Experienced content writers who depend on their skill for income, part-time or full-time, know they can’t be too picky with choosing clients. The ones that pay consistently are treasured and held onto to keep a consistent revenue stream coming in each month. However, no matter how good or cautious a website content writer is, eventually there comes a client who just makes things really hard.
The problems can manifest in a number of ways including slow to review, very ambiguous instructions, delayed payment or worse, no payment, overly critical of work provided, and so on. Whatever the case, some of these clients go too far and cross the line. Most writers tend to be professional about the matter, closing out the work promised and ending the job. The assumption is once the immediate task is done, the account is pretty much a done deal and it’s time to move on and find other clients. However, some of the bad clients can seem to have mood swings, creating a lot of headaches but then practically begging a writer to come back for more work. This creates a tough judgment call for a writer – to forgive and earn more or to not forgive and cut off the client forever.
Most writers and people not facing the situation directly would likely say if a client did something really bad, like forget to make a payment timely, it’s time to get rid of that account. However, where a writer needs income and the account represents a large payment, the decision isn’t so black and white. Often, the bad client will realize he’s not going to get the writer back until prior payments due are settled, so the discussion starts with the late payment finally being provided. Then the bad client apologizes, sometimes provides a reason for the bad behavior, and throws more lucrative work at the writer if he will come back to the fold.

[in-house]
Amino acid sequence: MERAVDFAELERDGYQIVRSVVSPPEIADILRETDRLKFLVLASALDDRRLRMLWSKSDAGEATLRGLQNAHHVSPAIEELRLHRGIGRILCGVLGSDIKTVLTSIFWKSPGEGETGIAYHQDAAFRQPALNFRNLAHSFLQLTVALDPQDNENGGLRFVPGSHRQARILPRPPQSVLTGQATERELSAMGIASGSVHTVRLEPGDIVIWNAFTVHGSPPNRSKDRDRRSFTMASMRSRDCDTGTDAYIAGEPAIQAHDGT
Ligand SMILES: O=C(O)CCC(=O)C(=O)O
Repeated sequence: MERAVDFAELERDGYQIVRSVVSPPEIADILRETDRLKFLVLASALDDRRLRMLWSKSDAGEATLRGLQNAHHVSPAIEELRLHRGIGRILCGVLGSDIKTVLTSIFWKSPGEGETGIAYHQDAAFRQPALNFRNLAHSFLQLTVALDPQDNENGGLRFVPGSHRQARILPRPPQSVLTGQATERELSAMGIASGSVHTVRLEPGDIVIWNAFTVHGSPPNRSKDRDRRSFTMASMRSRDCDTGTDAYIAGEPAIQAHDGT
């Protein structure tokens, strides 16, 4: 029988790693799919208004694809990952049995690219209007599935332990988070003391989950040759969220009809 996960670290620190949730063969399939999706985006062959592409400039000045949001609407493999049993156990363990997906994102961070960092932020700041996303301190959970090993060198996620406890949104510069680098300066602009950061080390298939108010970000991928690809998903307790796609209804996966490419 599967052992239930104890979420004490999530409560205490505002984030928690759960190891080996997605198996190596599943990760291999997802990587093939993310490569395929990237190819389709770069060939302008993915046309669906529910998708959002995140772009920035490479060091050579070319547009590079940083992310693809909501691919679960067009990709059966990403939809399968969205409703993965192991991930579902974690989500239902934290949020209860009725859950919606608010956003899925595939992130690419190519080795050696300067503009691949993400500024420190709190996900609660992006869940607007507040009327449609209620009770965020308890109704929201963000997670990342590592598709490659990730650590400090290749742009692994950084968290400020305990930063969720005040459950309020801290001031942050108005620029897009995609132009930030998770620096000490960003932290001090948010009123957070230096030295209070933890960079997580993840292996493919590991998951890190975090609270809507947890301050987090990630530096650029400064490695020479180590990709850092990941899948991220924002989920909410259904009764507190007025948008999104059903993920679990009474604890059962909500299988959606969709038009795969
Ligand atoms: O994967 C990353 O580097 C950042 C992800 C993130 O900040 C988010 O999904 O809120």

If the account is fairly large or is a good amount of pay, a writer has to consider the return involved. Some of the risk going forward can be alleviated the second time around by requiring a payment up front. This ensures the writer gets at least some portion of the payment in his pocket before providing more work. Some clients will balk, but sincere ones will usually understand and pay up. That said, the writer will still have to provide more work and take a risk that payment is delayed or denied a second time. Hopefully, the client won’t repeat the same mistake. If he does, then the writer would be a fool to take on work a third time from the same party.
If the account is small and doesn’t offer much pay versus other opportunities, a writer is better off dumping the bad client and moving on instead. The time spent getting frustrated with a bad client again could be better spent finding new customers or taking on content jobs and earning solid income from other sources.
Many writers avoid the impact of a bad writer on cash flow by also diversifying their revenue sources. By having multiple clients and revenue sources, smart writers are never really sent up a creek by one bad client. They can easily switch over to content provider revenue, other projects, direct order work or other sources. This alleviates a lot of stress and avoids having to decide whether to take on a bad client all over again.
Tom L is a freelance writer available on WriterAccess, a marketplace where clients and expert writers connect for assignments.